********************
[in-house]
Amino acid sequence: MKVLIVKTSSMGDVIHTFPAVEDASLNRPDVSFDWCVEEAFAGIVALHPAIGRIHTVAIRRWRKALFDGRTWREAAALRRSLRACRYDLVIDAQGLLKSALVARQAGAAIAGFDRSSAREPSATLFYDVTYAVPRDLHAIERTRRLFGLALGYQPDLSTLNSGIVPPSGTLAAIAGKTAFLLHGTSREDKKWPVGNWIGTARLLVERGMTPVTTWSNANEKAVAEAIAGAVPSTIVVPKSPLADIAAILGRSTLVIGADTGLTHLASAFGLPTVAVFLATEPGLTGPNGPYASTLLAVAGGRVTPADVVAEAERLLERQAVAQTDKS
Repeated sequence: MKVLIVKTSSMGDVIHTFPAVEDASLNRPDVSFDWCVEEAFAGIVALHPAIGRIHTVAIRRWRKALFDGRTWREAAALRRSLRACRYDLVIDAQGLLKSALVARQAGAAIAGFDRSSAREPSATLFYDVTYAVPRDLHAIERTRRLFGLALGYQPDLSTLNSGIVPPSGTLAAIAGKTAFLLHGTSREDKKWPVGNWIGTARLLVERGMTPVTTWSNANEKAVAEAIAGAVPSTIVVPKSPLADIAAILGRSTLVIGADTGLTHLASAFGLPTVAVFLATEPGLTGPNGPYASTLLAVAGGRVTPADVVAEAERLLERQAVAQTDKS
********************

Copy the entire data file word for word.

[in-house]
Amino acid sequence: MKVLIVKTSSMGDVIHTFPAVEDASLNRPDVSFDWCVEEAFAGIVALHPAIGRIHTVAIRRWRKALFDGRTWREAAALRRSLRACRYDLVIDAQGLLKSALVARQAGAAIAGFDRSSAREPSATLFYDVTYAVPRDLHAIERTRRLFGLALGYQPDLSTLNSGIVPPSGTLAAIAGKTAFLLHGTSREDKKWPVGNWIGTARLLVERGMTPVTTWSNANEKAVAEAIAGAVPSTIVVPKSPLADIAAILGRSTLVIGADTGLTHLASAFGLPTVAVFLATEPGLTGPNGPYASTLLAVAGGRVTPADVVAEAERLLERQAVAQTDKS
Repeated sequence: MKVLIVKTSSMGDVIHTFPAVEDASLNRPDVSFDWCVEEAFAGIVALHPAIGRIHTVAIRRWRKALFDGRTWREAAALRRSLRACRYDLVIDAQGLLKSALVARQAGAAIAGFDRSSAREPSATLFYDVTYAVPRDLHAIERTRRLFGLALGYQPDLSTLNSGIVPPSGTLAAIAGKTAFLLHGTSREDKKWPVGNWIGTARLLVERGMTPVTTWSNANEKAVAEAIAGAVPSTIVVPKSPLADIAAILGRSTLVIGADTGLTHLASAFGLPTVAVFLATEPGLTGPNGPYASTLLAVAGGRVTPADVVAEAERLLERQAVAQTDKS